I started out today planning on a most innocuous post. I thought I would just post up this spread from a recent Little Red Book (JCPenny) that was at my mom's house (my mom is the recipient of literally the largest collection of mail-order catalogs in the entire known universe). I thought that all my little friends who like vintage might like to see this, if they hadn't been so lucky as to receive one at their own homes. It's an interestingly commercial take on vintage.
As it happens, I had this catalog open on my desk when a co-worker walked by and decided to take a look. "That's so cute!" she exclaimed. "You know. Without the hooker shoes."
Ah. Yes. The Hooker Shoes.
This forced me to confront a topic that has been on my (and many other people's) mind lately: "appropriate" clothing.
I will say right off the top that I am not what I would consider to be a socially conservative person. I have always considered myself to be at the very least a social moderate, if not a liberal (I'm talking about my social position, as opposed to my political one, which we won't discuss here). As a result, I am generally of the opinion that people should be allowed (and in this country have some very specific legal rights) to express themselves as they see fit, regardless of whether I agree or disagree with that expression. I just wanted to say this before I continued on, in case anyone was under the impression that I think people should dress how I expect them to, simply because I expect it. I do not. And, to be just completely clear, I am very much not prudish when it comes to people's sexuality. On the other hand, I think boundaries amongst total strangers are important. (So of course I'm having a nice little rant about a highly divisive and emotional topic on my sewing blog.)
So for the record, I am not a prude. On the other hand, you have the overwhelming prevalence of the Hooker Shoes. This spring I have been totally unable to find a decent pair of sandals I can wear to work, in part because it seems like anything that has a closed back or strap at the heel (vital for work) is, essentially, a Hooker Shoe. Which I find repellent. And finally, getting to my point (ha! you're still reading?) this has caused me lately to ponder the concept of the mainstreaming of sexualized clothing throughout history.
More specifically: it seems as though people are frequently impressing on me that throughout history, the sexually explicit nature of clothing changes as a new generation begins to adopt what was once considered "immoral" clothing into everyday wear.
As an example: when the change from floor length to knee length dresses happened during the first quarter of the 20th century, we are often told that older people complained that this mode of dress was "immoral" because (one is led to assume) it was sexually explicit. One is generally then led to look derisively at those foolish old people who would consider a bare leg to be anything other than a bare leg. They are at best just haplessly old-fashioned and behind-the-times and at worst oppressive.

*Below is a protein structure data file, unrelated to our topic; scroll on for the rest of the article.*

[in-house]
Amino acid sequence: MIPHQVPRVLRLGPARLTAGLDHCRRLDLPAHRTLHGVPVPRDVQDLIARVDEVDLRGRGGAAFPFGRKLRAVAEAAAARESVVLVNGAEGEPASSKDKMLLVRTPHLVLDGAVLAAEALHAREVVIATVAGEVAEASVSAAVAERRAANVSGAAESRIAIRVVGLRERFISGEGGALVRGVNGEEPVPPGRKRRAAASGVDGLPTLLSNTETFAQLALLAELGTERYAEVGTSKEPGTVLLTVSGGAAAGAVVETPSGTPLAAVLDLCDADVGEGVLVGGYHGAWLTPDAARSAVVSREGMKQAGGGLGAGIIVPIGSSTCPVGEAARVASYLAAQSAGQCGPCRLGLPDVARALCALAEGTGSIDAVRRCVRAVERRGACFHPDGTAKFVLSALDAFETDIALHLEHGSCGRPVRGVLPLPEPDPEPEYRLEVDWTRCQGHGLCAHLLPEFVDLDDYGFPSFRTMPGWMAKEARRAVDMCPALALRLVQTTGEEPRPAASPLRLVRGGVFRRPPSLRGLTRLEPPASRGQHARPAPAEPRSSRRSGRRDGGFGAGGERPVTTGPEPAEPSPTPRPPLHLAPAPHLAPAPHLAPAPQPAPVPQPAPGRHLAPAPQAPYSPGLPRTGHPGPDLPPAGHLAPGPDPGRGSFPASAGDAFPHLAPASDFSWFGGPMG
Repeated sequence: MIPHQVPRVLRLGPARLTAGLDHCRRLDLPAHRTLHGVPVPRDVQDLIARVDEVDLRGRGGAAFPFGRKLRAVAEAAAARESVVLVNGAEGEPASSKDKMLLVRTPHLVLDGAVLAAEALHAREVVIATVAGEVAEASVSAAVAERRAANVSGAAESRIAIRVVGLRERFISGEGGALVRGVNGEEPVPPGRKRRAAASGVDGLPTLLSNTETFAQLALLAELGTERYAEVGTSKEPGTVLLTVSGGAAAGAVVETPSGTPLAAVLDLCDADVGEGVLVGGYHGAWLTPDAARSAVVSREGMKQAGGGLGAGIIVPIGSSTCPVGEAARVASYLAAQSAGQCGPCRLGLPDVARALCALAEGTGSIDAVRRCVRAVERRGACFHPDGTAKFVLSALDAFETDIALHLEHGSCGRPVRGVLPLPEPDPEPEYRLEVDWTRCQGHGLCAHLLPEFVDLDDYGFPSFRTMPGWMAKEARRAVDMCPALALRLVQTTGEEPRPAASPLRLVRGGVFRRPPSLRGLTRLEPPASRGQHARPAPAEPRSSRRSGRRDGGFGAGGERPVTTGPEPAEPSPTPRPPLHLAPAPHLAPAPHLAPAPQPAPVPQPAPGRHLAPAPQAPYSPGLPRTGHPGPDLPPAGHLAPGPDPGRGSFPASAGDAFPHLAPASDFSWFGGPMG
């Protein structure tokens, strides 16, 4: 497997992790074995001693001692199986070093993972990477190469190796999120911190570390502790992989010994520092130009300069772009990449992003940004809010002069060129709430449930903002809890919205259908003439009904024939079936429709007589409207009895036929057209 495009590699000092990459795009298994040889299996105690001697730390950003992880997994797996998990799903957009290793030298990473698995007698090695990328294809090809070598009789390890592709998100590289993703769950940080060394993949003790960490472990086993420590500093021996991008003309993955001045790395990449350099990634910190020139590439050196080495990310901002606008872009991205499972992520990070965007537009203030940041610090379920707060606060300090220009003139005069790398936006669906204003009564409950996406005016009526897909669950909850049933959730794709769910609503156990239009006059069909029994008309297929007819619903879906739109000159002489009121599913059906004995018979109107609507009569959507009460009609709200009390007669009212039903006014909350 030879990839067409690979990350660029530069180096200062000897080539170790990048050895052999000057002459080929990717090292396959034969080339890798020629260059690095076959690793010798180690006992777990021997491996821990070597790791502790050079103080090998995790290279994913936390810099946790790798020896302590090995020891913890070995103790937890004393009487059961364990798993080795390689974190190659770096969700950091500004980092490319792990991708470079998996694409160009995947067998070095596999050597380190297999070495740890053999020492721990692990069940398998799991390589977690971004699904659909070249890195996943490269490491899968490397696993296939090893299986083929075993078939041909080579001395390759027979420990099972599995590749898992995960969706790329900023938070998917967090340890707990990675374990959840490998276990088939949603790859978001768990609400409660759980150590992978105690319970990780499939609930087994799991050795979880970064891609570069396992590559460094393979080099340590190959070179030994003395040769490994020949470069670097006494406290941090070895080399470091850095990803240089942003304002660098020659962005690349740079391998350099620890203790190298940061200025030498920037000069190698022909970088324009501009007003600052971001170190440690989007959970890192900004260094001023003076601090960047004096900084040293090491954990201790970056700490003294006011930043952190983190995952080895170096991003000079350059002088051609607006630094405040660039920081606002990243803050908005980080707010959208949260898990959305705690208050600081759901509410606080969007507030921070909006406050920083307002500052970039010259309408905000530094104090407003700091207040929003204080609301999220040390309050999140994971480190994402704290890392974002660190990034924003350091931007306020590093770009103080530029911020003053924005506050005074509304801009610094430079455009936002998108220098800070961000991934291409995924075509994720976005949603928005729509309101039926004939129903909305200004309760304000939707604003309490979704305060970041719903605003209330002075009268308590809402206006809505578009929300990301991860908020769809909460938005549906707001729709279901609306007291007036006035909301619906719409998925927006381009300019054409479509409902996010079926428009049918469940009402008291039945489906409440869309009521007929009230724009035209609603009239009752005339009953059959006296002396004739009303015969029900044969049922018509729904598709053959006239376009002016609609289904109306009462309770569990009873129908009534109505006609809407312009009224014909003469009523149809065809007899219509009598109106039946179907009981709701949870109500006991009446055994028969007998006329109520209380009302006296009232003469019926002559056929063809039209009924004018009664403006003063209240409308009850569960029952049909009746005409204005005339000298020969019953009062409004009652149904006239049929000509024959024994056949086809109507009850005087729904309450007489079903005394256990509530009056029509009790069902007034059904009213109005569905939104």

The logical conclusion to this mocking attitude is that anyone who feels that current clothing is too sexual clearly is just "behind-the-times" and "old-fashioned" or in some way oppressive. For the past year or more I've been thinking that I'm just getting old because I think women wearing skintight miniskirts and bondage shoes are making a sexual statement, rather than merely a fashion statement. (I think part of my problem is the highly submissive nature of bondage shoes, as opposed to the merely sexual nature of other types of clothing. I'm still unconvinced that a deep-plunge halter top is appropriate office-wear for my physician's receptionist, but I could at least say that it's not advocating the submission of women as sexual playthings. Possibly.)
To be honest, I'm still not totally convinced one way or the other. Since I wasn't actually alive in 1925, I can't really verify (without some significant research that I do not have the time to make) that young people perceived their clothing as merely fashion and not as a form of sexual language. On the other hand, I can't for sure say that about young people now either. Is current clothing, for instance the ubiquitous Hooker Bondage Shoe, merely about fashion or is it intended to be a statement about overt sexuality? And even more perplexing, is this a good or bad thing? As the mother of two young girls, I'm inclined to think extreme sexuality in clothing (particularly of the objectifying/submissive kind) isn't such a great thing, but...? On the other hand, I wouldn’t advocate sexual repression under any circumstances. Which leads to? Confusion.
So. Modern clothes. Too sexy or just plain cute? Discuss.
(Don't you just love it when perfectly polite blogs suddenly veer explosively off-tangent like an elephant on ketamine? Sure you do.)
edit: I will admit that the shoes in that photo do not make a particularly strong statement. These do a little more and if I had more time I’m sure I could find some really crazy weird shoes. I saw a woman wearing the second pair, or something very similar, last Sunday. She was pretty clearly dressed for church. I had to wonder how the rest of her congregation felt about her footwear, except that it’s very clearly the norm around here.